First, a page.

St. James Theatre

300 Cookman Avenue,
Asbury Park, NJ 07712

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St. James

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The New St. James Theatre was opened in 1917 and was designed by architect Thomas Lamb. Later this theatre had a Todd-AO projector.

It was demolished in 1974.

Contributed by tc

Recent comments (view all 21 comments)

roxy1927 on June 18, 2008 at 11:27 am

Summertime and right about now until the 60’s the biggest roadshow movie of the previous autumn season would open here on a reserved seat basis for the tourists.
A day on the beach and then in the evening dinner and 70mm showing of South Pacific, WWS or MFL. Then after the movie a walk on the Boardwalk and maybe a belgian waffle.

veyoung52 on August 17, 2008 at 7:13 am

The CineMiracle production “Windjammer” did have a short 3-week run here. It opened July 1, 1959 with two shows daily at what was advertised as “popular prices,” one week after the roadshow run of “The Diary of Anne Frank” had ended. According to the Asbury Park “Press,” the installation included a wall-to-wall screen measuring 60 feet across by 25 feet tall, somewhat small for a CineMiracle showing, and full-seven-track sound. Nonetheless, it concluded its run July 22, to be followed by “The Nun’s Story.” Installation of the tri-projector equipment took two days; dismantling only one day.

Joe Vogel
Joe Vogel on July 1, 2011 at 6:57 pm

There’s a source with information that calls into question the claim that this theater was originally called the Rosenberg. Page 89 of “Asbury Park’s Glory Days: The Story of an American Resort,” by Helen-Chantal Pike, says:

“But when the St. James opened, its most noteworthy feature was located on the marquee. The name that topped the sign was Reade, and thereafter the father and his only son would be known, respectively, as Walter Reade Sr. and Walter Reade Jr.”
Also of note is this item in The Moving Picture World of August 5, 1916:
“Rosenberg Interested in Theater.

“Asbury Park.-The St. James Theater Company, Inc., has been formed with Henry Rosenberg, Helen L. Bergen, and Henry Sincer as incorporators. The registered office is at 300 Cookman avenue, and the authorized capital is $100,000.”

I don’t see why the St. James Theater Company would open their new house as the Rosenberg Theatre when Walter Rosenberg had already adopted the surname Reade by the time it opened. Also, in the whole wide Internet, this page of Cinema Treasures is the only place where the name “Rosenberg Theatre” appears. I’m not sure that Cinema Treasures is the most reliable source of information. ;–)

TheALAN on February 15, 2015 at 10:50 am

Hello! Why is the Mayfair Theater pictured on the St. James Theatre site above? It even says Mayfair Theatre, Asbury Park, N.J.

RickB on February 15, 2015 at 11:27 am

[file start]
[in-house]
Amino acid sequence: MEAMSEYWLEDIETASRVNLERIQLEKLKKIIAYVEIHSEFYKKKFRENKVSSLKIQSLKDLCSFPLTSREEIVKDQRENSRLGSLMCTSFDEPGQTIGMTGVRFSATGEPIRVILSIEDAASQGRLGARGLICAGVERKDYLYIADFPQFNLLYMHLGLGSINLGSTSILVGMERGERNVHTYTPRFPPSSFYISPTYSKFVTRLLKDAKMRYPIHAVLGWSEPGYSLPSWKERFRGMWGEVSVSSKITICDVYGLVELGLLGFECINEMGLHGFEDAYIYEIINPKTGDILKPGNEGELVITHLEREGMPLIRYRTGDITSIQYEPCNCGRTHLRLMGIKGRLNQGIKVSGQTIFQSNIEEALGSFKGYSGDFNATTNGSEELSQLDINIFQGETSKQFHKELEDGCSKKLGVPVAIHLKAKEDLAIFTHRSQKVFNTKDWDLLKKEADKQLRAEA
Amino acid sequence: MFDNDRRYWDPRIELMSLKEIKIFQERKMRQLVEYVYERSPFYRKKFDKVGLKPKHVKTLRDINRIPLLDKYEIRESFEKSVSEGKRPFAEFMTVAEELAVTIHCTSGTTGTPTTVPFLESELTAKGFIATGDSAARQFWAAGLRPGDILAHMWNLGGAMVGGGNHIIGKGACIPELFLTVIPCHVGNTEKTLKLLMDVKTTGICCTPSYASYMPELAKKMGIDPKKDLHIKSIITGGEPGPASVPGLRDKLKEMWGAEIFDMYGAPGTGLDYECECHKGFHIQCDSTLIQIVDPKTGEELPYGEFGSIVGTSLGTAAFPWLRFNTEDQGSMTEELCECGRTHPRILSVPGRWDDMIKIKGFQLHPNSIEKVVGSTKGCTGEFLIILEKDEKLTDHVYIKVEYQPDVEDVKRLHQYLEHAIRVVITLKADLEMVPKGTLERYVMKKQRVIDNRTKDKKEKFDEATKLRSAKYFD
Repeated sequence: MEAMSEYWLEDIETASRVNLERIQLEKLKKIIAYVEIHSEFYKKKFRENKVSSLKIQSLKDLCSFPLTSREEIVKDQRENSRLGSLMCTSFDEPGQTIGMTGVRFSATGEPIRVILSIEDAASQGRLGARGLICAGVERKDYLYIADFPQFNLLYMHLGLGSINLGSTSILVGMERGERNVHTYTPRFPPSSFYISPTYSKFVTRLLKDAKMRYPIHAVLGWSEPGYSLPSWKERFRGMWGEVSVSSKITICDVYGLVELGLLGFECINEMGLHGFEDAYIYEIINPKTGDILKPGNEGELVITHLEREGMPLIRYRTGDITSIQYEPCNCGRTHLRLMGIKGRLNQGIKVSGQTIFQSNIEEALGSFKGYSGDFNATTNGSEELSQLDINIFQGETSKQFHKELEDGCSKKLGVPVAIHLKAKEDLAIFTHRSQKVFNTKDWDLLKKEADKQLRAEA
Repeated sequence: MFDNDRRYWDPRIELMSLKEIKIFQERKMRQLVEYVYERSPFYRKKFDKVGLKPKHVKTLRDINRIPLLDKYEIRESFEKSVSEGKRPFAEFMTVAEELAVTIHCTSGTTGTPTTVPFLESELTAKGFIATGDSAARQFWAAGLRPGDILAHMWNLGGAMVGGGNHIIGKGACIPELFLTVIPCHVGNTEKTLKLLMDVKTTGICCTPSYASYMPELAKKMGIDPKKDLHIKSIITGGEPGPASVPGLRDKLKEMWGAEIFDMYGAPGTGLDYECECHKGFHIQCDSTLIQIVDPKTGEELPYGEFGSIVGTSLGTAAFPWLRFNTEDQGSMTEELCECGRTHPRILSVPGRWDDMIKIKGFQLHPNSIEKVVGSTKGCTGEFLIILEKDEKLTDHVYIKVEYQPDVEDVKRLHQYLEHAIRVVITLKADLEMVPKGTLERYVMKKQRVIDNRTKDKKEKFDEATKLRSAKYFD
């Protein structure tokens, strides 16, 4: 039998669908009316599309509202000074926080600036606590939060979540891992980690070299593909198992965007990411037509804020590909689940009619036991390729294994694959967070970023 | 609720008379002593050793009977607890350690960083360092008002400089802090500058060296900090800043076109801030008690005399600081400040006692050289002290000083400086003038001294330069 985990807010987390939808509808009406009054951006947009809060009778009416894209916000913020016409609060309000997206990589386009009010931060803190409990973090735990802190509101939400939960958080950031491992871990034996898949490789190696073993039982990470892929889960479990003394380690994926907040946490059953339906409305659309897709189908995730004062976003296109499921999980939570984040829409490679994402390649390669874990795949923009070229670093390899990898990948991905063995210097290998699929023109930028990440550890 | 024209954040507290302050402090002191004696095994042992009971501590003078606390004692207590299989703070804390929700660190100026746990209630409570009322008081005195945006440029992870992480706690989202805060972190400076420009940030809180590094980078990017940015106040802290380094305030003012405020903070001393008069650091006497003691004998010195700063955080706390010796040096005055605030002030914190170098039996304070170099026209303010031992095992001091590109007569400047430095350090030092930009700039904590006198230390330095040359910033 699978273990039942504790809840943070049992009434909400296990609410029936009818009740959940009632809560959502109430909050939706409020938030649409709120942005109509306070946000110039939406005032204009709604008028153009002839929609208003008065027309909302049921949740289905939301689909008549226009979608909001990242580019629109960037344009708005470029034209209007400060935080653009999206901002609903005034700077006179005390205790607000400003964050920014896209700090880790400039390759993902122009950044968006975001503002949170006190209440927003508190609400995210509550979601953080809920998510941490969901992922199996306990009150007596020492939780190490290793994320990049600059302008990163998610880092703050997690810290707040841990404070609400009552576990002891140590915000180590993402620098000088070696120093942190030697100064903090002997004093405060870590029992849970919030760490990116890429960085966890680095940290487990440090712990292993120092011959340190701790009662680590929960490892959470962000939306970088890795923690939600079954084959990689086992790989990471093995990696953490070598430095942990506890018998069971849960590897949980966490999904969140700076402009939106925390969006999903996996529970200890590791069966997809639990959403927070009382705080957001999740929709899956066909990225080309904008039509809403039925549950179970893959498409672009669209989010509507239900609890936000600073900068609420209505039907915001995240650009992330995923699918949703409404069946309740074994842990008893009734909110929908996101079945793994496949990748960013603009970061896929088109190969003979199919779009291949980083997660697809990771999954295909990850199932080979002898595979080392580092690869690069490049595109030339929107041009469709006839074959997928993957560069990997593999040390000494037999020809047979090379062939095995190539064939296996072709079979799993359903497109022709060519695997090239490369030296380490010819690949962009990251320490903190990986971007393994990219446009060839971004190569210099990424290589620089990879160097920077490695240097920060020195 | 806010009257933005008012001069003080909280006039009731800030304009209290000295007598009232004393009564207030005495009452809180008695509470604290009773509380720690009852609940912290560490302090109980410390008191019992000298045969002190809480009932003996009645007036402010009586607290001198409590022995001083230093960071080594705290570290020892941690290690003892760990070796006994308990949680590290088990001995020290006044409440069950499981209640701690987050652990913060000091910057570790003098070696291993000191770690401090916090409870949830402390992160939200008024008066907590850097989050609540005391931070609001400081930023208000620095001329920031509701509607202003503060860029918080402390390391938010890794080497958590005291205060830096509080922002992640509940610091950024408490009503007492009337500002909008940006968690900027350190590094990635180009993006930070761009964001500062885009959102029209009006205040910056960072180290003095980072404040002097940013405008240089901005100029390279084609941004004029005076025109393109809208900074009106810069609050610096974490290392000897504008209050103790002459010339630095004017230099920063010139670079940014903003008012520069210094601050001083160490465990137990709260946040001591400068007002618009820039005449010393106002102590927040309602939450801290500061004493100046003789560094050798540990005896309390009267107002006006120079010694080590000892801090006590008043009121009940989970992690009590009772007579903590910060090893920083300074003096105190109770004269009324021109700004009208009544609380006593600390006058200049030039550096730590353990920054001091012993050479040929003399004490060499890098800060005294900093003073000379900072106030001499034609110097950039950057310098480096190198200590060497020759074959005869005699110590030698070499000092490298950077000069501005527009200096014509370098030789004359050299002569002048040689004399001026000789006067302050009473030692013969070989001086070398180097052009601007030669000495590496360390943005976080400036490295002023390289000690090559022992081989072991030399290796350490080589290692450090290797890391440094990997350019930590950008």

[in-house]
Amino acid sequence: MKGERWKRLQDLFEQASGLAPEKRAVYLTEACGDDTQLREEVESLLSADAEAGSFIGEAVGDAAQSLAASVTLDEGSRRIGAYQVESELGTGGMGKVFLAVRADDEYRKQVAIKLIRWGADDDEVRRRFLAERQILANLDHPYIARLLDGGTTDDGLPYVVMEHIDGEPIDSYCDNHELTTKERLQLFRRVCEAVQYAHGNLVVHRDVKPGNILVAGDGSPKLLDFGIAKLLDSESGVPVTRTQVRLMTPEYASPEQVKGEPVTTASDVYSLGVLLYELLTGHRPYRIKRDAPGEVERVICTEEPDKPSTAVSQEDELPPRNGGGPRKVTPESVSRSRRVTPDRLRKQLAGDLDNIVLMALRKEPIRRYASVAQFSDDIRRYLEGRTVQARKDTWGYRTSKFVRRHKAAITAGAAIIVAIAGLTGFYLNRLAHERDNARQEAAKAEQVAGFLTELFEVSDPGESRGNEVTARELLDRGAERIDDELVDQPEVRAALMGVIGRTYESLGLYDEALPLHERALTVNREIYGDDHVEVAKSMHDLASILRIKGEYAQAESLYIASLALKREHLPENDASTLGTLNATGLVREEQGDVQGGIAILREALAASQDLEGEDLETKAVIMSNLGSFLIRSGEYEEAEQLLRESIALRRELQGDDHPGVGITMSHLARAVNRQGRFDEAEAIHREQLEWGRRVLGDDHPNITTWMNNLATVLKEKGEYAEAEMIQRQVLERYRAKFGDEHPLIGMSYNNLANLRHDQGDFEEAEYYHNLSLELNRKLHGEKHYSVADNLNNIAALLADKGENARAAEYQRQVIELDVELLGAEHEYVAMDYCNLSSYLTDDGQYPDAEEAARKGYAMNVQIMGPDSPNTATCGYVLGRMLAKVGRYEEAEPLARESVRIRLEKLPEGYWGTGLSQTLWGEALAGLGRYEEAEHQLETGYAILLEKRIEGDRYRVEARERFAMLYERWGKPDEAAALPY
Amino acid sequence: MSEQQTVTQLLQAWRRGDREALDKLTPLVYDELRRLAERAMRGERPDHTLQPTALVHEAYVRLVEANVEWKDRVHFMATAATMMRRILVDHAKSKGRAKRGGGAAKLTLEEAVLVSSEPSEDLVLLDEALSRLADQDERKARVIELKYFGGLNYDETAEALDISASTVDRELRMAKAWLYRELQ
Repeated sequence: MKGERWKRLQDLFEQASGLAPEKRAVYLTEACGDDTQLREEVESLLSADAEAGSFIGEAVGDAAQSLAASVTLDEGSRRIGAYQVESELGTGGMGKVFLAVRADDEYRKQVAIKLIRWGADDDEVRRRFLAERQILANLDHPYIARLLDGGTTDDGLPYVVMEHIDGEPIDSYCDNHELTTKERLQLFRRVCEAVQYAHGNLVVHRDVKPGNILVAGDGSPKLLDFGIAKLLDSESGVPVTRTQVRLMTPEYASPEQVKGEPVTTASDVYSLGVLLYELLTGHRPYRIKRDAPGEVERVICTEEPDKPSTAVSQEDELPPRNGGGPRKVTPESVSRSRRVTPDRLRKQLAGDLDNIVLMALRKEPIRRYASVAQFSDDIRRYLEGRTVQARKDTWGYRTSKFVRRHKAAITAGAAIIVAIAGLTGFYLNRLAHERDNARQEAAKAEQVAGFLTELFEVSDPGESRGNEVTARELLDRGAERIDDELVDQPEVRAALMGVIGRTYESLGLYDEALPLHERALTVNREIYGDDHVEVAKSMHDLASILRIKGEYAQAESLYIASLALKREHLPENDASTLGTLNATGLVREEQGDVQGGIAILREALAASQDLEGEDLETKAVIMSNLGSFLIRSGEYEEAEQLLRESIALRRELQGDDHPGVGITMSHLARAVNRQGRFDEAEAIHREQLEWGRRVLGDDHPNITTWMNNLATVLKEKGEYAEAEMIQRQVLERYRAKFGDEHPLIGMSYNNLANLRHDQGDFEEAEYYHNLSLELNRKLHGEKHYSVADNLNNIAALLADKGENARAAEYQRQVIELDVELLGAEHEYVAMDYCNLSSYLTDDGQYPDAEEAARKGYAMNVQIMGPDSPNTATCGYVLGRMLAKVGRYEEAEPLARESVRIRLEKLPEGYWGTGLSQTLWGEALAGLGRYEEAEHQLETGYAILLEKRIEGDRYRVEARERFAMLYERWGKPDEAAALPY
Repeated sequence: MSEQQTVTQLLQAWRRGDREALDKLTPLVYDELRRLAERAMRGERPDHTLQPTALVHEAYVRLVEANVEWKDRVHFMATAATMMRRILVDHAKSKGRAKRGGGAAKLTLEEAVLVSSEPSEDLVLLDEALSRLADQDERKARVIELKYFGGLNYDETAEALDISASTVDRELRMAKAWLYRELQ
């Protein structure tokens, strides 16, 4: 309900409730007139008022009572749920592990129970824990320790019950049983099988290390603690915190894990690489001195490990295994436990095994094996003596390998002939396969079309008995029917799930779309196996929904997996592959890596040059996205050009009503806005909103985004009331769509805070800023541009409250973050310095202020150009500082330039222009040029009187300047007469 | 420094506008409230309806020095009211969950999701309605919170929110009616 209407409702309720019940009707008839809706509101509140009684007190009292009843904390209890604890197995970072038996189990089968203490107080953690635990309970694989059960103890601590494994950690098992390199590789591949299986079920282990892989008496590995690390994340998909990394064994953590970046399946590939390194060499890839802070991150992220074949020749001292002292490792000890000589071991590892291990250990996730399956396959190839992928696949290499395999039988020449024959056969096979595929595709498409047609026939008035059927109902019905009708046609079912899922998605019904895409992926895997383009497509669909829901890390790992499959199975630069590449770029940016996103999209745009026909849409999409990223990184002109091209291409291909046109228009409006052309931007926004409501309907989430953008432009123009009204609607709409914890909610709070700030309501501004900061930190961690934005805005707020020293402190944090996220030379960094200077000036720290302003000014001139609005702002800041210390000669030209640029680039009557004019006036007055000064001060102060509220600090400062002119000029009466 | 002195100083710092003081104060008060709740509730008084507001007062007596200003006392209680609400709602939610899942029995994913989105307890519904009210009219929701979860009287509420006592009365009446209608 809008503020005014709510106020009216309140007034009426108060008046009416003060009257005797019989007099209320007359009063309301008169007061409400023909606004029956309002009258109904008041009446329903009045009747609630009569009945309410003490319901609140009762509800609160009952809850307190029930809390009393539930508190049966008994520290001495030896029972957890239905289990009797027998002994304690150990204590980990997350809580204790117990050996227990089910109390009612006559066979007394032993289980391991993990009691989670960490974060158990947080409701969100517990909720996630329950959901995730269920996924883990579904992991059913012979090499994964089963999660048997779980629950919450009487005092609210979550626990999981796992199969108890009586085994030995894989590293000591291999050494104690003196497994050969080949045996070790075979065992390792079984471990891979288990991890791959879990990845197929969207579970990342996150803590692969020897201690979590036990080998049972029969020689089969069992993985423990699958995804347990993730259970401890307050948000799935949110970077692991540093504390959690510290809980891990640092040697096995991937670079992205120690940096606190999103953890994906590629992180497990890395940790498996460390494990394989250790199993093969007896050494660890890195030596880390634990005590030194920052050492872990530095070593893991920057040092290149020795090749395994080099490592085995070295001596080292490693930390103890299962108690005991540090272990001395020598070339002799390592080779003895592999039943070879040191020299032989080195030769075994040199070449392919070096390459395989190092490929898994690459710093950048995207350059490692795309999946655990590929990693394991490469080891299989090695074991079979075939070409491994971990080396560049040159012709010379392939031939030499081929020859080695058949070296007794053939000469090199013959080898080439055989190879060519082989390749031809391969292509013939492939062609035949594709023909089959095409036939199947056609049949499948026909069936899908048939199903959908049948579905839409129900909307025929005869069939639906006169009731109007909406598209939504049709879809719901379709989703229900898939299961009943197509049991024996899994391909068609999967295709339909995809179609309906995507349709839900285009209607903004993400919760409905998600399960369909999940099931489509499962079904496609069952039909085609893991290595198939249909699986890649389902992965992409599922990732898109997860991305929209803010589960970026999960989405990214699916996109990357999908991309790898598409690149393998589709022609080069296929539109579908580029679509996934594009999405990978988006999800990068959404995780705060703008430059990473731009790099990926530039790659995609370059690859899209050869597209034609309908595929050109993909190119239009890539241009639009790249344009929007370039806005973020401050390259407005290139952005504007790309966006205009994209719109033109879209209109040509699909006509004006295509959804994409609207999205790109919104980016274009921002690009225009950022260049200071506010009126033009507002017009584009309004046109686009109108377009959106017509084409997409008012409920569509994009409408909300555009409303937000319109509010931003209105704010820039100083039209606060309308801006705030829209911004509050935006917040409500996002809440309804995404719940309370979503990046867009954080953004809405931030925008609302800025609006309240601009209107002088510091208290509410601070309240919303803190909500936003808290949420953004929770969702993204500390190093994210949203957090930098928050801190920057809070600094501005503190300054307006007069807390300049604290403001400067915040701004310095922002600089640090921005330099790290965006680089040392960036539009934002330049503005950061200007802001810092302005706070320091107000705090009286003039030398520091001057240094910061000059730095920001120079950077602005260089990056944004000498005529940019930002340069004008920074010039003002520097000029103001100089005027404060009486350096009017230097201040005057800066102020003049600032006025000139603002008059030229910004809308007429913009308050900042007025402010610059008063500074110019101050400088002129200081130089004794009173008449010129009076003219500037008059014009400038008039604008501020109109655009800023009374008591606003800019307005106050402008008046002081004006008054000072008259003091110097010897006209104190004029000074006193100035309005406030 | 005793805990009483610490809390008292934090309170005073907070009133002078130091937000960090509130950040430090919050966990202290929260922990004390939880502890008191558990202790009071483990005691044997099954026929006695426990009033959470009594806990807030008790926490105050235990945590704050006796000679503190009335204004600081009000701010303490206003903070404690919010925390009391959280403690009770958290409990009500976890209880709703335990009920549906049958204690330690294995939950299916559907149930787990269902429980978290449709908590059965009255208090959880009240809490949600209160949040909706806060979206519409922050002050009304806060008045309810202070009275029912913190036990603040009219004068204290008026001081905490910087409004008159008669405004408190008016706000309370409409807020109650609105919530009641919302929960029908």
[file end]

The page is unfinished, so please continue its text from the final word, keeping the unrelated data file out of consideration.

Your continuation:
The St. James is the red brick building right next to the Mayfair. Perhaps it never got its own postcard.

vindanpar on July 1, 2015 at 6:50 pm

It really is heartbreaking seeing the old postcards of Asbury Park. I vacationed there as a boy with my family in the 60s. It was a very beautiful seaside town with both honky-tonk and class side by side. I don’t think anything like it exists today.

The St James and Mayfair were great theaters. How lucky people were back then to have such wonderful movie theaters to go to after a day at the beach and then a late evening stroll on the boardwalk.

Hyford on August 31, 2015 at 7:55 am

Henry Rosenberg (the father of Walter) built this theater. Rosenberg was the grandson of Oscar Hammerstein I, and uncle of Oscar Hammerstein II. Rosenberg(s) changed their name to Reade at the start of WWI

TheALAN on August 31, 2015 at 1:54 pm

Thank’s Hyford for your comment today!

Although Henry Rosenberg built the theater, he had changed the family surname to Reade by the start of World War I, (c.1914). The St. James Theatre didn’t open until 1917.

Since the top of the marquee said Reade, it could be said that the name of the theater was Reade St. James Theatre. But in practicality, Reade was never used as a part of the theater’s name.

And Rosenberg was never a part of its name!

TheALAN on September 2, 2015 at 8:10 am

Just a clarification on Gary Crawford’s comment (April 17, 2008 at 11:23 am) that the theatre was originally named the Rosenberg Theatre. Again, it never was! It opened as the (Reade) St. James Theatre in 1917 and retaind that name, or a variation, until its demolition in 1974. Please, let’s check the accuracy of our comments. Thanks!

vindanpar on October 28, 2015 at 6:27 am

Saw Hello Dolly here in July ‘70. Believe it was in Todd AO. Wonderful roadshow theater. Comfortable with large screen. Sat mat and practically empty. No reserved seats and continuous showings. By that time roadshow presentation was just about dead though Dolly was still paying exclusive engagements and would go wide later in the summer.

I do think mezz was 50 cents more than orch or balc. Though I just sat there anyway and usherette didn’t mind.

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